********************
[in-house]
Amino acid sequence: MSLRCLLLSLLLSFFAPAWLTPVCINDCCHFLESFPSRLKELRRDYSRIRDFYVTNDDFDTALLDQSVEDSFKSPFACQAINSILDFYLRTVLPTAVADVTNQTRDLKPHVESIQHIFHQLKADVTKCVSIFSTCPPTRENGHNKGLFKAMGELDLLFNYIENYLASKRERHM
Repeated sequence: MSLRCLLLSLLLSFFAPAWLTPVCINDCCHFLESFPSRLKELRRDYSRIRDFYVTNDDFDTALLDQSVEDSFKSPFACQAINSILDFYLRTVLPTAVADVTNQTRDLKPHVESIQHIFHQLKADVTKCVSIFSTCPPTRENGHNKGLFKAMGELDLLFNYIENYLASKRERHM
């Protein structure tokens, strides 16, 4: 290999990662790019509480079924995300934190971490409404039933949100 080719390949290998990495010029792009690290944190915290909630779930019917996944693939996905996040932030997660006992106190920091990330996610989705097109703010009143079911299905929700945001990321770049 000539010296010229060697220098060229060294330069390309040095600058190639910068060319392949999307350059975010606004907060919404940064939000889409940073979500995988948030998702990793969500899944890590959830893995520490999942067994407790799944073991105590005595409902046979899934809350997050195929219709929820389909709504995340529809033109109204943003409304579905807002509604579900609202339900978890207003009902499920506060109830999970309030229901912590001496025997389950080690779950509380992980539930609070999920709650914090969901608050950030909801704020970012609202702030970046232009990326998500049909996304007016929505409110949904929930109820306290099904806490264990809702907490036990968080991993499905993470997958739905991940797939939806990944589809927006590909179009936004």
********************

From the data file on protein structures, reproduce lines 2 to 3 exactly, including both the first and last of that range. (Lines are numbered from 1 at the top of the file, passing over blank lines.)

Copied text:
Amino acid sequence: MSLRCLLLSLLLSFFAPAWLTPVCINDCCHFLESFPSRLKELRRDYSRIRDFYVTNDDFDTALLDQSVEDSFKSPFACQAINSILDFYLRTVLPTAVADVTNQTRDLKPHVESIQHIFHQLKADVTKCVSIFSTCPPTRENGHNKGLFKAMGELDLLFNYIENYLASKRERHM
Repeated sequence: MSLRCLLLSLLLSFFAPAWLTPVCINDCCHFLESFPSRLKELRRDYSRIRDFYVTNDDFDTALLDQSVEDSFKSPFACQAINSILDFYLRTVLPTAVADVTNQTRDLKPHVESIQHIFHQLKADVTKCVSIFSTCPPTRENGHNKGLFKAMGELDLLFNYIENYLASKRERHM